[nmglug] Lost grub, can't boot; rescue or replace via chroot?

Ted Pomeroy ted.pome at gmail.com
Mon Sep 9 06:22:23 PDT 2019

Tom. You can use your usb stick with identical edition to 'grub-install' to
the mounted hard drive of the problem laptop. Full instructions must be
available in grub2 manual or elsewhere. You can install grub to the hdd,
then 'update-grub' to locate bootable kernels. I don't recall, but does
grub rescue include 'update-grub'? You might look for that first using the
damaged system. Nice old hardware you are using. Try to find a complete
guide online or in print. Good luck, Ted P.

On Sun, Sep 8, 2019, 2:08 PM Tom Ashcraft <trailerdog234 at comcast.net> wrote:

> I'm trying to save my newish installation of Debian 10 Xfce on an old
> 64-bit AMD Toshiba Satellite L505 laptop.  The recently damaged boot
> routine drops to 'grub rescue >'.  So far, the suggested remedies I can
> find for working from 'grub rescue >' have not worked out; however, I'm
> given to understand that alternative strategies might be more
> appropriate.
> To wit, I have both a live USB stick and a persistent installation of
> Debain 10 Xfce on a USB stick that (except for a great deal of data and
> installed software) is virtually identical to the damaged installation.
> I made this for occassional use on another laptop of similar vintage.
> It was created and runs fine on the computer with the boot problem.
> From the desktop of the persistent USB, I can easily see and manipulate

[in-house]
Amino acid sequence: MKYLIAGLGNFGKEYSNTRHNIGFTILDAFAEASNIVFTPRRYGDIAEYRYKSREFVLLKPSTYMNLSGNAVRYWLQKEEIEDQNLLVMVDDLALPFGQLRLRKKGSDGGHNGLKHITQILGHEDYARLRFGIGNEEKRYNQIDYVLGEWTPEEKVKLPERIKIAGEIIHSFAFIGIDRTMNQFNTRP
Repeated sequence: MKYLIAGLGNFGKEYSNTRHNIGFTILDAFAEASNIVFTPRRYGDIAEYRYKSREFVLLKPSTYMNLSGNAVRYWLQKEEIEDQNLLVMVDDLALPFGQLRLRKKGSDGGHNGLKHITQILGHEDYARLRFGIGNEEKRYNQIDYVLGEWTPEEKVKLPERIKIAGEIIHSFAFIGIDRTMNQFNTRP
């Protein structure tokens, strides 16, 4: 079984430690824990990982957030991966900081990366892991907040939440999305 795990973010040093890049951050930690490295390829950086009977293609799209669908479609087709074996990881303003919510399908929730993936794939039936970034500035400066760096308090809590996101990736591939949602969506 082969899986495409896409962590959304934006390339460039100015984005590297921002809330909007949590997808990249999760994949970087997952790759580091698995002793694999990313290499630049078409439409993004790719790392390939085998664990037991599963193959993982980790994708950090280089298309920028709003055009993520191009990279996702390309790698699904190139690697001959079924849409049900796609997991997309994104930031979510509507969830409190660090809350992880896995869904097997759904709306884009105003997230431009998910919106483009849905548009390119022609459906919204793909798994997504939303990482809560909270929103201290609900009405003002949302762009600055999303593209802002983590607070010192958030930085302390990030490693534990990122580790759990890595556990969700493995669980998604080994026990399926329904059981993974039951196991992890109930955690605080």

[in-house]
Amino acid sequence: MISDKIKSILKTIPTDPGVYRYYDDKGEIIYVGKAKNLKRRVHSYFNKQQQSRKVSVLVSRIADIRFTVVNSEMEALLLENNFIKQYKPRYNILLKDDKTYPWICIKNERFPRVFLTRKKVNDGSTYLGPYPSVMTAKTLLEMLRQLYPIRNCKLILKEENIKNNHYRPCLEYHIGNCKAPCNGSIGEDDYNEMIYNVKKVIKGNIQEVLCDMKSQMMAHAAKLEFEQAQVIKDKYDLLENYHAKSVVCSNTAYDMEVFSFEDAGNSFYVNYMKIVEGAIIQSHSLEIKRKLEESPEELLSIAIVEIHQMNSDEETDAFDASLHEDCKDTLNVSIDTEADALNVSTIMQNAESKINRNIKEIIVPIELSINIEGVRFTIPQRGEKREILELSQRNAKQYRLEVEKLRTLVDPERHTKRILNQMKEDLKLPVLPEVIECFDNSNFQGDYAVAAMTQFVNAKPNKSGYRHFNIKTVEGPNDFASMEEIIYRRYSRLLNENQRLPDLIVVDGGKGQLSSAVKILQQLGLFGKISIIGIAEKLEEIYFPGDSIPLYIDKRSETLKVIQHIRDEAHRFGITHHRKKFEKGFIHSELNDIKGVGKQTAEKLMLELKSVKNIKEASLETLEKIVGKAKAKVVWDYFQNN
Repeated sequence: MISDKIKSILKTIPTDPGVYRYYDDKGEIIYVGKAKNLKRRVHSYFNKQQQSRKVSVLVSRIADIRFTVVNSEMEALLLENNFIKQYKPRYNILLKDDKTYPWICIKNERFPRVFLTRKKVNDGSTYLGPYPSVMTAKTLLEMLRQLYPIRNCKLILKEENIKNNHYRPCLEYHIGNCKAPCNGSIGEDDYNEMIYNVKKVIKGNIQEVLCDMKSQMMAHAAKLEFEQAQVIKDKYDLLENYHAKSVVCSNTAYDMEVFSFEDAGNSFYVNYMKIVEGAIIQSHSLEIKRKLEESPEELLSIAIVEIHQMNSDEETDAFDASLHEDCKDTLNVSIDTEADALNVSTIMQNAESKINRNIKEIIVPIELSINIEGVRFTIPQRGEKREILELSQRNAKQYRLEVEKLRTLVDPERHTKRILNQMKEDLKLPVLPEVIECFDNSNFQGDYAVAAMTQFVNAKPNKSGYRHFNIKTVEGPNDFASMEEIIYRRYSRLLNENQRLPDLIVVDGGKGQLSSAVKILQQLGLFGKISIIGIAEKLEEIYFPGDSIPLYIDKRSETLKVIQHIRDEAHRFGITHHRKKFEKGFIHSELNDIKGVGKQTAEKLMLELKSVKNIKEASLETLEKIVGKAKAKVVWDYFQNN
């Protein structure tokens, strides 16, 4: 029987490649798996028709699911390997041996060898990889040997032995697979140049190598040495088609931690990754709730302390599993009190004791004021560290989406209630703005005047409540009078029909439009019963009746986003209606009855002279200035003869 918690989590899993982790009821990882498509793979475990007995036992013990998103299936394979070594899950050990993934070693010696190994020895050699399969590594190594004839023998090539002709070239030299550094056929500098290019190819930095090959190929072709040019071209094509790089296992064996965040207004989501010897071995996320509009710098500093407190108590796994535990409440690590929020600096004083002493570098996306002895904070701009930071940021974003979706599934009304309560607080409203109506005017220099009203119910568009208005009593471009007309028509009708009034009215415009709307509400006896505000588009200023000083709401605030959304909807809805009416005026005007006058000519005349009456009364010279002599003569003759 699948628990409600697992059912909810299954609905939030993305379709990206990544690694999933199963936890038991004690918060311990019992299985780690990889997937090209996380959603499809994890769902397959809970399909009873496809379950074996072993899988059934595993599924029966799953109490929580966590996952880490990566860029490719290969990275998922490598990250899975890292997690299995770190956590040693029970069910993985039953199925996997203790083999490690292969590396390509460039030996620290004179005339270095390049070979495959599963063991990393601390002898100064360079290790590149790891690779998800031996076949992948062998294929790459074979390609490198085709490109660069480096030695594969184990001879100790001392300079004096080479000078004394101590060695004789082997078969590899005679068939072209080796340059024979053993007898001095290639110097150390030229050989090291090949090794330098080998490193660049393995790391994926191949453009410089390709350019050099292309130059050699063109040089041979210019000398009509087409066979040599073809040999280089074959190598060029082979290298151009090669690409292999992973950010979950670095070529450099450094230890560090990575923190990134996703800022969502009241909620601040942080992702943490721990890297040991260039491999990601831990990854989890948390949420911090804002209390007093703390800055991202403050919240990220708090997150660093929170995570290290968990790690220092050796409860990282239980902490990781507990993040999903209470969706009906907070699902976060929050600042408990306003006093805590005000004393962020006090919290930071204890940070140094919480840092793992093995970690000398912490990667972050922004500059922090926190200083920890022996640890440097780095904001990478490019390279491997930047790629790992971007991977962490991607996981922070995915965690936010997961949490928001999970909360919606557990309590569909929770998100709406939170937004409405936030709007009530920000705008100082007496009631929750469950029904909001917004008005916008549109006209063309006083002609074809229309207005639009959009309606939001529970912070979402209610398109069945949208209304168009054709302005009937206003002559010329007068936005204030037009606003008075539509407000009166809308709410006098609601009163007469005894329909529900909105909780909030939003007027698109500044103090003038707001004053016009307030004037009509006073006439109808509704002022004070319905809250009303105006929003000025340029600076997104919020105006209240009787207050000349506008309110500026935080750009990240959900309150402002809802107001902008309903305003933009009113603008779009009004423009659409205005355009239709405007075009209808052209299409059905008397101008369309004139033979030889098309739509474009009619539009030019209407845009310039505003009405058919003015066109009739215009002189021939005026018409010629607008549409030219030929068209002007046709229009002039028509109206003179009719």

> my HDD files.  I can also see and contrast side-by-side the nearly
> identical files of the working system with the damaged system. (Not
> that it yet helps much.)
> My take from what I've read is that, theoretically, it ought to be
> pretty simple to get in there and 'chroot' into the broken installation
> and update or reinstall grub.
> The problem is that I don't have the experience to understand exactly
> what I'm doing or properly interpret the generic instructions I've
> found, so I keep falling down rabbit holes.
> From the sort of error messages I've been getting, it seems that in
> using 'chroot' I'm having trouble understanding how to exactly acertain
> where I am.  The prompt leads me to suspect I'm still actually  working
> in the system on the USB stick.  Beyond that, I apparently don't know
> how I should properly mount the partition (or partitions) I'm trying to
> be root in.
> How lvm and mbr and efi partitions do or do not interact with all this
> confuses me too.  The installation is lvm on a single partition, I
> believe.
> Any suggestions?
> Tom
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